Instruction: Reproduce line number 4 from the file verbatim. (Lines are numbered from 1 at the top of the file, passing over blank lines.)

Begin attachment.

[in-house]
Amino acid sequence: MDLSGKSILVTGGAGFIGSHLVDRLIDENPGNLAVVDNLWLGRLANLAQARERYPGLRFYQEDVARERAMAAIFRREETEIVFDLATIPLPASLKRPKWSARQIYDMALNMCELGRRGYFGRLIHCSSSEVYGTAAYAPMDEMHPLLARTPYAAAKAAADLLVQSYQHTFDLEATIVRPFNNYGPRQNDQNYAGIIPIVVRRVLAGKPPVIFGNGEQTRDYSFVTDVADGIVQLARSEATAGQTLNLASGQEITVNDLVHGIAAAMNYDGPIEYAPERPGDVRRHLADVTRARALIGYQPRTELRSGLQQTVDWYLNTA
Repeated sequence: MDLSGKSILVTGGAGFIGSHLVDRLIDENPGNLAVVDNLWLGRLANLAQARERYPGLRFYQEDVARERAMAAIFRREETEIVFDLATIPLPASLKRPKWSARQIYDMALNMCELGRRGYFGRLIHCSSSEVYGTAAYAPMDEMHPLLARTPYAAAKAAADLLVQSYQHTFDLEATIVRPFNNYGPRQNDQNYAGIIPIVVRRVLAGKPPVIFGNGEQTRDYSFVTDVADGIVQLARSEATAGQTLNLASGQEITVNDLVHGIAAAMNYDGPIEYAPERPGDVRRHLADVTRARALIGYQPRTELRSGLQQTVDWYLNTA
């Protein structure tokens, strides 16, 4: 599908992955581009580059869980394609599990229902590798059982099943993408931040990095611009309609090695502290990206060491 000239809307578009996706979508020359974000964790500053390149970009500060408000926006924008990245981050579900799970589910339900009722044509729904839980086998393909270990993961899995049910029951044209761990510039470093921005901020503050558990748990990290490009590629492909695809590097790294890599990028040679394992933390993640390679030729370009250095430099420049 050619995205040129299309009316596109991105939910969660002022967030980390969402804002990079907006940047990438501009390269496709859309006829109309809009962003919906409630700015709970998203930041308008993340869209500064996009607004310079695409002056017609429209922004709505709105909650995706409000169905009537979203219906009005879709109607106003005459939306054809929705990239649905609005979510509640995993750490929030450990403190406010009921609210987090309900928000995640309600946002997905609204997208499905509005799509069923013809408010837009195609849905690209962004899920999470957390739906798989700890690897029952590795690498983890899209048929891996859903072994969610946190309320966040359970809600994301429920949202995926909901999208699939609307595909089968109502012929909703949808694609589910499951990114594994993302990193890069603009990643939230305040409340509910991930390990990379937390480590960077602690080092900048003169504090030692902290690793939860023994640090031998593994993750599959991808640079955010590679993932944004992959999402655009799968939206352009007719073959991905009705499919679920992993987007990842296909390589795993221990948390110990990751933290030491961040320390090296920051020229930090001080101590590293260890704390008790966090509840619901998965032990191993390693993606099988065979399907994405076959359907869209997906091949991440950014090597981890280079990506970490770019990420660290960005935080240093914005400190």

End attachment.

């Protein structure tokens, strides 16, 4: 599908992955581009580059869980394609599990229902590798059982099943993408931040990095611009309609090695502290990206060491 000239809307578009996706979508020359974000964790500053390149970009500060408000926006924008990245981050579900799970589910339900009722044509729904839980086998393909270990993961899995049910029951044209761990510039470093921005901020503050558990748990990290490009590629492909695809590097790294890599990028040679394992933390993640390679030729370009250095430099420049 050619995205040129299309009316596109991105939910969660002022967030980390969402804002990079907006940047990438501009390269496709859309006829109309809009962003919906409630700015709970998203930041308008993340869209500064996009607004310079695409002056017609429209922004709505709105909650995706409000169905009537979203219906009005879709109607106003005459939306054809929705990239649905609005979510509640995993750490929030450990403190406010009921609210987090309900928000995640309600946002997905609204997208499905509005799509069923013809408010837009195609849905690209962004899920999470957390739906798989700890690897029952590795690498983890899209048929891996859903072994969610946190309320966040359970809600994301429920949202995926909901999208699939609307595909089968109502012929909703949808694609589910499951990114594994993302990193890069603009990643939230305040409340509910991930390990990379937390480590960077602690080092900048003169504090030692902290690793939860023994640090031998593994993750599959991808640079955010590679993932944004992959999402655009799968939206352009007719073959991905009705499919679920992993987007990842296909390589795993221990948390110990990751933290030491961040320390090296920051020229930090001080101590590293260890704390008790966090509840619901998965032990191993390693993606099988065979399907994405076959359907869209997906091949991440950014090597981890280079990506970490770019990420660290960005935080240093914005400190």